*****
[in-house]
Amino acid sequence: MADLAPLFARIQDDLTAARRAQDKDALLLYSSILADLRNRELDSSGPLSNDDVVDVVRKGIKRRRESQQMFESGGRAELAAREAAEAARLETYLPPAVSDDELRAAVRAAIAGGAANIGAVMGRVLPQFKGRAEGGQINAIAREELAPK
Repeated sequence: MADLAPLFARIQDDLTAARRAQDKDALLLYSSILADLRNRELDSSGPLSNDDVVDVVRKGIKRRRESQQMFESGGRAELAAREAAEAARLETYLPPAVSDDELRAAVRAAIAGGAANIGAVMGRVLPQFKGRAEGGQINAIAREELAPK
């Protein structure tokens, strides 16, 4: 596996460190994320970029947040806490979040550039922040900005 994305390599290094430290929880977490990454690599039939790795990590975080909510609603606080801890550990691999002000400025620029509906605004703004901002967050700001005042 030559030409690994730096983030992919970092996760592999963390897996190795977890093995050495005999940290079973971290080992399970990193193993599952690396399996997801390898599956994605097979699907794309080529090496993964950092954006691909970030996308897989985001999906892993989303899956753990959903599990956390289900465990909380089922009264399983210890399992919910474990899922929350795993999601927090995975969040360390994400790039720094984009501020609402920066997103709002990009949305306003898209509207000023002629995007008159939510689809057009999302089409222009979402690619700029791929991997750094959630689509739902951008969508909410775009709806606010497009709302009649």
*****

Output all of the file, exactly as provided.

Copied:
[in-house]
Amino acid sequence: MADLAPLFARIQDDLTAARRAQDKDALLLYSSILADLRNRELDSSGPLSNDDVVDVVRKGIKRRRESQQMFESGGRAELAAREAAEAARLETYLPPAVSDDELRAAVRAAIAGGAANIGAVMGRVLPQFKGRAEGGQINAIAREELAPK
Repeated sequence: MADLAPLFARIQDDLTAARRAQDKDALLLYSSILADLRNRELDSSGPLSNDDVVDVVRKGIKRRRESQQMFESGGRAELAAREAAEAARLETYLPPAVSDDELRAAVRAAIAGGAANIGAVMGRVLPQFKGRAEGGQINAIAREELAPK
């Protein structure tokens, strides 16, 4: 596996460190994320970029947040806490979040550039922040900005 994305390599290094430290929880977490990454690599039939790795990590975080909510609603606080801890550990691999002000400025620029509906605004703004901002967050700001005042 030559030409690994730096983030992919970092996760592999963390897996190795977890093995050495005999940290079973971290080992399970990193193993599952690396399996997801390898599956994605097979699907794309080529090496993964950092954006691909970030996308897989985001999906892993989303899956753990959903599990956390289900465990909380089922009264399983210890399992919910474990899922929350795993999601927090995975969040360390994400790039720094984009501020609402920066997103709002990009949305306003898209509207000023002629995007008159939510689809057009999302089409222009979402690619700029791929991997750094959630689509739902951008969508909410775009709806606010497009709302009649």